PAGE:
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Industry senses opportunity on truck charges

Trucking industry has sniffed an opportunity in its push to stop the introduction of new heavy vehicle charges

By Brad Gardner | April 18, 2012

The trucking industry is eyeing off a meeting of transport ministers next month as an opportunity to prevent the introduction of new heavy vehicle charges.

Industry associations are lobbying ministers to rethink their decision to increase the fuel excise by 10.4 percent and raise registration fees by more than 20 percent in some cases.

Only Western Australia and the Northern Territory voted against the new round of charges during the March 21 Standing Council on Transport and Infrastructure (SCOTI) meeting, deciding instead to introduce much lower fees.

But the vote the fell during the Queensland election, meaning the state did not vote on the charges. Furthermore, South Australia has signalled it, and other ministers, will address the industry’s concerns on registration fees when SCOTI next meets on May 18.

“They’re going to go to the meeting with at least a couple of ministers saying, ‘Well, we don’t like what we did a month ago, collectively’. And who knows, there may be some calling for a change,” Queensland Trucking Association CEO Peter Garske says.

“I mean this is all uncharted waters really, and there is an opportunity, clearly, for industry to strike while the iron’s hot with the minsters on the east coast and that’s certainly what I’ll be doing with the new minister.”

Garske is due to meet newly-appointed Transport Minister Scott Emerson to highlight the industry’s burning issues, and chief among them will be heavy vehicle charges.

“The recent decision on charges is harsh, unsustainable and near impossible for small operators to pass on to customers in the current economic environment,” an issues paper from Garske sent to Emerson reads.

A spokeswoman for South Australia Transport Minister Patrick Conlon confirmed industry has raised its grievances about the impending charges, particularly concerning road trains where prices will rise by more than 21 percent.

“The minister has taken on those concerns and in the next SCOTI meeting next month I believe that they [ministers] are going to discuss it again and take those industry concerns to the meeting,” the spokeswoman says.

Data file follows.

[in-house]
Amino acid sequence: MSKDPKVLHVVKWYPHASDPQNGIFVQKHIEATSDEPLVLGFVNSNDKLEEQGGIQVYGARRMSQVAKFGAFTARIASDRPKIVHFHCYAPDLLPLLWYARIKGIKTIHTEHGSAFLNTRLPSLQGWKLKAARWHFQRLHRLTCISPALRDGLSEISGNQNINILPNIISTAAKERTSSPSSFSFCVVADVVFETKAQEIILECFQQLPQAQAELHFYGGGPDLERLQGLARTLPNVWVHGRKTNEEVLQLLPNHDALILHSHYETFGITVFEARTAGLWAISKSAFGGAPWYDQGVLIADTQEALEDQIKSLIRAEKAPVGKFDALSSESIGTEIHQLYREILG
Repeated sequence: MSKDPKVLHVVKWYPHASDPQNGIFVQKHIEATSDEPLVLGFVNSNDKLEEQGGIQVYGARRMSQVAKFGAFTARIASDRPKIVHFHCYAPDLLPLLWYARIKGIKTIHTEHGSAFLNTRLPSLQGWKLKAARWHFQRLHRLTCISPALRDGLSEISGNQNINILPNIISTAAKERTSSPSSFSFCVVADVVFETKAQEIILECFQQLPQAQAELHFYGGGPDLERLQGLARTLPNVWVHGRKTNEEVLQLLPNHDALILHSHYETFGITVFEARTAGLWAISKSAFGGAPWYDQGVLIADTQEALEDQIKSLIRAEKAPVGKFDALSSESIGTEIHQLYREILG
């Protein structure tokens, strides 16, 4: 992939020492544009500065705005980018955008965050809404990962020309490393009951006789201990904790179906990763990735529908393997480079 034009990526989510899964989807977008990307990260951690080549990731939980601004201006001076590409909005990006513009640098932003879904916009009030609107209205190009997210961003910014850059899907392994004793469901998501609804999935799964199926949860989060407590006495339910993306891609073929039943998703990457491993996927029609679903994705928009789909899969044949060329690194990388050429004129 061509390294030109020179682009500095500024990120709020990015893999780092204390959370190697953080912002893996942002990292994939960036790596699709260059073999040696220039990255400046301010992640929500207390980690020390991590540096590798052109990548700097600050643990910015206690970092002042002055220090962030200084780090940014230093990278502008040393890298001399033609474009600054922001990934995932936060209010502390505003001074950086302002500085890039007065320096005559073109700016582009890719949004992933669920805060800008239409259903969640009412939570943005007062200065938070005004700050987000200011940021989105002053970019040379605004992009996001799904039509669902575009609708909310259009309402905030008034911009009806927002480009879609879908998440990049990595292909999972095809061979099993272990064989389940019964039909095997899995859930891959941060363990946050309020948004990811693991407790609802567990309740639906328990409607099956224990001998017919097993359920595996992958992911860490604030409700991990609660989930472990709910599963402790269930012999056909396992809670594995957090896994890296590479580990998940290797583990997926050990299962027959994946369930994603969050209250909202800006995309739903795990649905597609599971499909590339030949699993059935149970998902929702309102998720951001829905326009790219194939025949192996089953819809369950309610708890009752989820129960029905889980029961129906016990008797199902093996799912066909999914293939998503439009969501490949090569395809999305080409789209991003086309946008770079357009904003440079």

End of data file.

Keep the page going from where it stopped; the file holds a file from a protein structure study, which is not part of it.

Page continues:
“Industry concerns are specifically about the road trains because they’re the ones that have received a significant increase.”

The cost of registering a double road-train will increase from $11,438 to $13,857 on July 1, with a triple road-train rising $2914 to $16,607.

Australian Livestock and Rural Transporters Association (ALRTA) Executive Director Philip Halton says the group has held a number of meetings with transport ministers.

“There won’t be many road train operators who can say they’ve seen a 21 percent increase in spending on any of the roads they drive,” Halton says.

“Most dirt roads, outback roads and far-inland regional roads don’t look like they are improving at all, and they’re certainly not 21 percent better than last year.”

While the charges are due to take effect on July 1, the Northern Territory decided on a 3.7 percent increase across the board from January 1, 2013.
Western Australia settled on 5.7 percent, with the price rises kicking in at the start of the new financial year.

Halton says the ALRTA wants ministers to limit the total charges to 5.7 percent. He has also suggested charges be delayed by six months if ministers reconsider them at the May 18 meeting.

Although Garske says he is looking forward to raising the industry’s case with Emerson, he adds that convincing Queensland, NSW and Victoria to budge will be a challenge.

“A real concern I have is how much impact we’re going to make on eastern states, where clearly the three eastern states have issues around government finance across whole of government and they’re all looking at maximising income and reducing expenditure,” he says.

“Against that backdrop we’ve got a very interesting task ahead of us to work with those three ministers individually and collectively.”

While the increases are partly due to a drop in the cost of registering A-trailers, the National Transport Commission (NTC) says the industry has not been paying enough.

In its charging proposal handed to SCOTI in March, the NTC claimed heavy vehicle charges were under-recovering year on year, prompting most ministers to vote in favour of clawing back lost revenue in one go.

Federally, the Opposition says it will look at moving a disallowance motion against the 2.4 cents-per-litre increase in the fuel tax. The price rise means the fuel tax credit will drop to 12.6 cents-per-litre on July 1 unless the disallowance motion gathers enough support.

Opposition spokesman on transport Warren Truss accused the NTC of using outdated figures to calculate the charges, claiming the industry will be overcharged by $700 million.

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